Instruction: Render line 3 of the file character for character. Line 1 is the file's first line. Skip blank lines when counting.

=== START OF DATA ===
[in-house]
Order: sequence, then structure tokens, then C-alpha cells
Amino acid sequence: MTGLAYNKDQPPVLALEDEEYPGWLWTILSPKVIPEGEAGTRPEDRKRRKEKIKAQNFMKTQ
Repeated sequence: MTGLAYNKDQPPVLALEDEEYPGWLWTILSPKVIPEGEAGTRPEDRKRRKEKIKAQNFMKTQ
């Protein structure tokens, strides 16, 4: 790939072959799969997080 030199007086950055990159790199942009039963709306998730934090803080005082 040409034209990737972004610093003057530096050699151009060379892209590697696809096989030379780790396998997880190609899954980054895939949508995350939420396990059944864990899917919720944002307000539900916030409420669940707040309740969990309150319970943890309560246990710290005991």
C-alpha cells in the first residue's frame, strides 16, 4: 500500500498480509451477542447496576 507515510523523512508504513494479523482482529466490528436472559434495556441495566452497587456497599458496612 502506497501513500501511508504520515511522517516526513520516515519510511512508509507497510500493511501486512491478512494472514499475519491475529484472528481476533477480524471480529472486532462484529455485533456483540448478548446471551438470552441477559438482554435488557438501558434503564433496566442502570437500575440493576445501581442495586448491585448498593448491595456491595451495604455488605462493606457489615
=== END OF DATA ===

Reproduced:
Amino acid sequence: MTGLAYNKDQPPVLALEDEEYPGWLWTILSPKVIPEGEAGTRPEDRKRRKEKIKAQNFMKTQ